Baby steps

I’m in the middle of a massive refactoring and its going quite painfully.  It’s ending up as a massive change that hits a large number of files in our code base.  The issue is that for a while we were passing around raw BYTE*’s around and I’m trying to instead use a proper object model because of all the issues we’ve had with this.  The reasons we had this originally are somewhat historical and relate to how metadata is read out into byte streams with the IMetadataImport API.  However, it’s really been far more hassle than it’s worth.  Especially with the advent of generics and the need to store strongly typed structured data. 

Unfortunately, I just couldn’t figure out a simple way to do this change.  I was introducing an entirely new object model into a system that had none, and I was replacing raw reads and writes on the byte stream into safe calls into those objects instead.  I was also moving a lot of unnecessary static helper methods scattered all over the place into appropriate virtual methods on the new types.

I think I was biting off too much to try to chew pleasantly.  But I’ve done a ton of the work now, and I’m stuck in a hard place.  Start over again trying to make smaller steps (which I’m not even sure how to do).  Or continue with this huge change and end up fixing lots and lots of stuff because of all the regressions that inevitably happen after a change this large.

Comments (4)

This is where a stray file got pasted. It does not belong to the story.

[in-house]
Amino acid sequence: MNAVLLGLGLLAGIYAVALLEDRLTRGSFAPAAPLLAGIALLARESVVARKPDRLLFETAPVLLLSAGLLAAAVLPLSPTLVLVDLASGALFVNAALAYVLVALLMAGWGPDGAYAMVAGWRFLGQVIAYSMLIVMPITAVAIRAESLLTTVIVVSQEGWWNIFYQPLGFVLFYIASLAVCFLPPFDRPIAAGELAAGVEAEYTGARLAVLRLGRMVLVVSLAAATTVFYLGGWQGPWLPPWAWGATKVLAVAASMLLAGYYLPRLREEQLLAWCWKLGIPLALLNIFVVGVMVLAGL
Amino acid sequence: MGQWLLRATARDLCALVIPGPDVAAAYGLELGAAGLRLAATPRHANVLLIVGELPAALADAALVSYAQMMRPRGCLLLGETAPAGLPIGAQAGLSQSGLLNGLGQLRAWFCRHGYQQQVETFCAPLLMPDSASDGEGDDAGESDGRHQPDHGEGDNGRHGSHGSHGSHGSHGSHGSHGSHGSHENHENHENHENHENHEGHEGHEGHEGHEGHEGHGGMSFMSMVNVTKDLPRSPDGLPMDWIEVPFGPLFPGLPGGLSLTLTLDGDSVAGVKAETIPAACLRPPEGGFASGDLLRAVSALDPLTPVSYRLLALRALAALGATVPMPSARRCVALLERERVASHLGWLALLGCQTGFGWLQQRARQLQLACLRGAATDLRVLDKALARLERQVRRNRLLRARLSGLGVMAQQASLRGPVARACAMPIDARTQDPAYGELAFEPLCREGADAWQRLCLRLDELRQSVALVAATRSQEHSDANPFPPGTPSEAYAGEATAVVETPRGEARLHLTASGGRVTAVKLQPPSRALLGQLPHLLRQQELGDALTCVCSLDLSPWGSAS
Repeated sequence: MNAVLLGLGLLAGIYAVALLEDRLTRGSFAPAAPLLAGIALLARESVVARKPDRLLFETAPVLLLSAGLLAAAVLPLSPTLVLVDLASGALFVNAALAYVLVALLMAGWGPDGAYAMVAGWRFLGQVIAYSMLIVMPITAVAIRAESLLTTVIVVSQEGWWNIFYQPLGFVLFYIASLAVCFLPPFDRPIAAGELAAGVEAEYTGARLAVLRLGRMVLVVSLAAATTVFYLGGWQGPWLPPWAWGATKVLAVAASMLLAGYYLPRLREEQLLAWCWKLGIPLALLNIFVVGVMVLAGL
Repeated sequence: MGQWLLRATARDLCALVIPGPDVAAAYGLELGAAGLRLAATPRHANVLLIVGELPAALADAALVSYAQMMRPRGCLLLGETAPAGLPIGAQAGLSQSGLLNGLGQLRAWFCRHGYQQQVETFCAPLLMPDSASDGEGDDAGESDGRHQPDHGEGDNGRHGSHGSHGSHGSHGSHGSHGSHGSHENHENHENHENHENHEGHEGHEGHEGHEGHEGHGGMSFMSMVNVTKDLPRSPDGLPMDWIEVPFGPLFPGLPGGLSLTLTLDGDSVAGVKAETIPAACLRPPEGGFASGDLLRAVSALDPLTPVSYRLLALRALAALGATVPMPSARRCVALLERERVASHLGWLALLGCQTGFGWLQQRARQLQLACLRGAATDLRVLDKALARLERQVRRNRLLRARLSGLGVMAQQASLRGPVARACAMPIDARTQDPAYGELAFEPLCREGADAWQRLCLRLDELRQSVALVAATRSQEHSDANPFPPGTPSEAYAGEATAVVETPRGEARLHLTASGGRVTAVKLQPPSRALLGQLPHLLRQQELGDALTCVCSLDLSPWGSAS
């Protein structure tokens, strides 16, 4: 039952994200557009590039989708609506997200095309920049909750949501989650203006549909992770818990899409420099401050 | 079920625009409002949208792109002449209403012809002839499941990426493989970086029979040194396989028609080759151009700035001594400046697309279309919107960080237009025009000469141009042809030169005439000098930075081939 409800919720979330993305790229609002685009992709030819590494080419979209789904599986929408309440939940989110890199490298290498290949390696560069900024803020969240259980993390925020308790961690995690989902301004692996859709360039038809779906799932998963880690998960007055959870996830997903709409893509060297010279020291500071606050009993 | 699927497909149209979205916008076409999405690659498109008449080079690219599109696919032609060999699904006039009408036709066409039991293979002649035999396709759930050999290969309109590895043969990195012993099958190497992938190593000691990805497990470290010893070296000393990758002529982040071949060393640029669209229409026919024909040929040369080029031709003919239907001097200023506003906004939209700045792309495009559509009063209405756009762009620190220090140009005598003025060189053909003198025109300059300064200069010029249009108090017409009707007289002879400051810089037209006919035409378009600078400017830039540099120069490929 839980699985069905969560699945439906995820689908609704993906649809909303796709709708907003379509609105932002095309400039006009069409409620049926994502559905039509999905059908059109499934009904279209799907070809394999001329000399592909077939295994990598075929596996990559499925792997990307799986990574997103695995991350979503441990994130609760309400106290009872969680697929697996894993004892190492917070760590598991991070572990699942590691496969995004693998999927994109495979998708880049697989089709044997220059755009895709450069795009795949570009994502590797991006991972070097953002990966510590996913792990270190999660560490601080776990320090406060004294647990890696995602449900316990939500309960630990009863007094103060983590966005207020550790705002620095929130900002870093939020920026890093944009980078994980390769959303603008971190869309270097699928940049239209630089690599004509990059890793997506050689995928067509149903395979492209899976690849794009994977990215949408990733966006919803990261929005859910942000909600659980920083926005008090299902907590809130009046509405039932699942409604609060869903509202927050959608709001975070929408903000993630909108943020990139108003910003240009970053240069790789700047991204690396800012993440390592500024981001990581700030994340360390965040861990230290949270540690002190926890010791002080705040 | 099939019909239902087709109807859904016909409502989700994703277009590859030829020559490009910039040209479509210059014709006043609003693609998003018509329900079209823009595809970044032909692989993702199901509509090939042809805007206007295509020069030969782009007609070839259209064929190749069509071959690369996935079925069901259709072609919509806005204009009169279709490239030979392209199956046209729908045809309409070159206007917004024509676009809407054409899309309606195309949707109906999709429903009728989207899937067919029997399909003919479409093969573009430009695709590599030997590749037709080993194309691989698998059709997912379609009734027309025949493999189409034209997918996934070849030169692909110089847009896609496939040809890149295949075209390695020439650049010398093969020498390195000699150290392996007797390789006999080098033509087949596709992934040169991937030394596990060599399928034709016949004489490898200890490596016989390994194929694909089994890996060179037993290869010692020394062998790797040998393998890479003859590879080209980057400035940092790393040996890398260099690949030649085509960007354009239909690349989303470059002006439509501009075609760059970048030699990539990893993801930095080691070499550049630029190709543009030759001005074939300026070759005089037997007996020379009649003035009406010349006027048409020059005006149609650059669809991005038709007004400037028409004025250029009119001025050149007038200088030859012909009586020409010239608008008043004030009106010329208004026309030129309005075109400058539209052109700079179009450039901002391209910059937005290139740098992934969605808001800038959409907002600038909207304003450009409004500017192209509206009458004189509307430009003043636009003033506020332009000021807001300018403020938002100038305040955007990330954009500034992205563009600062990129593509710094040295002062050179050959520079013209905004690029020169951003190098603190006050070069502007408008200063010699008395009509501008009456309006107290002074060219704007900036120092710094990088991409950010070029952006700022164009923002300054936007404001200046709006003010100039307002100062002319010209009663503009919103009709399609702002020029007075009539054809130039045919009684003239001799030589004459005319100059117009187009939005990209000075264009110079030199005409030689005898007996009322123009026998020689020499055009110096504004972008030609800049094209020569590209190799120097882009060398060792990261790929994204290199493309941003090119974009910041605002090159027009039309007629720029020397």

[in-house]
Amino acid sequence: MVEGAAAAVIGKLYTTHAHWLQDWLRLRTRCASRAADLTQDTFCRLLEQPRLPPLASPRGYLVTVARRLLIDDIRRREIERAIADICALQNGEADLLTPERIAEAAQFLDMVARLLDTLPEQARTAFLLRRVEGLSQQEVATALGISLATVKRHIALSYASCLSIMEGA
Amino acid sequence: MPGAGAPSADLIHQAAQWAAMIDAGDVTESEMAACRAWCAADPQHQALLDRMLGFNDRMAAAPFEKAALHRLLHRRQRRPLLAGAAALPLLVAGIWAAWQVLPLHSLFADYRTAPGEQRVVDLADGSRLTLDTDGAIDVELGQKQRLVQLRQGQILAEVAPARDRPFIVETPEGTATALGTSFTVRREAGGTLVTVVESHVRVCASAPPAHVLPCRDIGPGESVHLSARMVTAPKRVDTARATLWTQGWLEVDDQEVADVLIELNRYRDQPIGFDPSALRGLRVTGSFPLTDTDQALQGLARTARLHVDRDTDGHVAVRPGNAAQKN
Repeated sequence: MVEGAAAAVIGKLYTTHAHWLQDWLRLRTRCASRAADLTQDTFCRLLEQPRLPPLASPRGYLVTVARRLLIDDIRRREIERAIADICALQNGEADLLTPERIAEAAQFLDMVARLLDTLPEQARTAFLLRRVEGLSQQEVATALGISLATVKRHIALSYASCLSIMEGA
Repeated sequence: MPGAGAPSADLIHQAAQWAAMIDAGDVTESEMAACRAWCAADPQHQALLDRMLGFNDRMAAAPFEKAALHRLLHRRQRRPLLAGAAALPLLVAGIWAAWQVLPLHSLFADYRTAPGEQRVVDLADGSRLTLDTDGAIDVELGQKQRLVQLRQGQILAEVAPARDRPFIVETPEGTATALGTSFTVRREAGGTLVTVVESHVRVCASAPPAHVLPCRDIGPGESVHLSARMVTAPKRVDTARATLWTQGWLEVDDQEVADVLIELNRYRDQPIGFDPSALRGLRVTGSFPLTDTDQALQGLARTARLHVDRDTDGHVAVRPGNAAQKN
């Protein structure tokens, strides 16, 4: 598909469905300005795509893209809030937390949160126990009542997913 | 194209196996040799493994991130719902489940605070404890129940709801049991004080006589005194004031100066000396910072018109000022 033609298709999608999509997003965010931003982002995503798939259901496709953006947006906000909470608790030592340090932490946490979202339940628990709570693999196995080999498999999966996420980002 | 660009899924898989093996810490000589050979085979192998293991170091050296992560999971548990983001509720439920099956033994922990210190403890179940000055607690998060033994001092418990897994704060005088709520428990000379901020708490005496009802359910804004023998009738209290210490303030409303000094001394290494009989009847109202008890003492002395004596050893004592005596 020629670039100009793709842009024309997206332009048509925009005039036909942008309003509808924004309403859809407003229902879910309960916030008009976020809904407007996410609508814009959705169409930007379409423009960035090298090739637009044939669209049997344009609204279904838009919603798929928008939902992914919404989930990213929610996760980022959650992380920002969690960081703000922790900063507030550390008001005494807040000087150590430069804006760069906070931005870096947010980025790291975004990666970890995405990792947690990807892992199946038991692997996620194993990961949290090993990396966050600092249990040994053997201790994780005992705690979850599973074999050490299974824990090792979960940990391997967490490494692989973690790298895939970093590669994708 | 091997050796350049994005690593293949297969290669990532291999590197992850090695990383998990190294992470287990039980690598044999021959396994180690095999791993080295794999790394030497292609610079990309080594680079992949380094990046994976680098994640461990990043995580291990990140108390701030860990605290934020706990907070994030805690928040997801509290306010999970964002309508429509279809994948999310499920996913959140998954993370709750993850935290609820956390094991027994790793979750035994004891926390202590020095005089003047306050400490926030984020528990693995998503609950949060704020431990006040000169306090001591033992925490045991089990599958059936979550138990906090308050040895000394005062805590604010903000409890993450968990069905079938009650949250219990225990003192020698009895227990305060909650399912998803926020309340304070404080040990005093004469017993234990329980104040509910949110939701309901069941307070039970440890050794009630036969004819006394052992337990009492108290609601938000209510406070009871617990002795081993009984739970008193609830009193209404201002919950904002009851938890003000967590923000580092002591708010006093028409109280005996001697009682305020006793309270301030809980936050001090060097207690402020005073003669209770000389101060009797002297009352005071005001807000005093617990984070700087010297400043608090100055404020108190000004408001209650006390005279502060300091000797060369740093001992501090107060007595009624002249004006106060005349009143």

1. Mark says:

    This may not work with your situation but in at least a couple of refactoring situations I have had to do that sound similar this technique has proven helpful:

    Instead of trying to introduce the object model right off from the start I have created a temporary singleton class that also acts as a facade for my new object model. Initially it wraps much of the kruft that is getting refactored away. It also provides a a global (yuck) repository for ‘stuff’ that needs to be put someplace during the refactoring. The old code is refactored to use the singleton class.

    However, the purpose of this ‘kruft can’ singleton is temporary. The singleton is refactored bit by bit to internally use the new object model and then the object model is ‘leaked’ out into the rest of the code. By the end of the process the singleton is gone and my nice new object model is there. But by using the singleton as a ‘global’ facade for the new object model it allows the refactoring to progress in smaller steps than it might have otherwise.

    I have also seen situations where this would not work very well so take it for what it is work.

  2. jaybaz [MS] says:

    I’d approach it like this:

    1. Wrap the BYTE* in a class. Leave it public. Change all the code from passing the BYTE* to passing the new class. You’ve now made your methods more type-safe & their intent is clearer. Run tests, check in, take a break.

    2. Pick a usage of the BYTE*. Create a method in the new class that does what you need (ExtractMethod, then MoveMethod). Replace the direct usage with the method call. Repeat until you get to a good stopping point. Run tests, check in, take a break.

    3. When there are no more direct users of the BYTE*, change the BYTE* to be private. Run tests, check in, and celebrate. You have now encapsulated the byte stream manipulation.

    4. As needed, refactor this new class to make sense.

  3. Jay: You could have just said "What Mark said" 😉

    I agree. This would have been a much safer way of making this change.

    Thanks to both of you for the advice.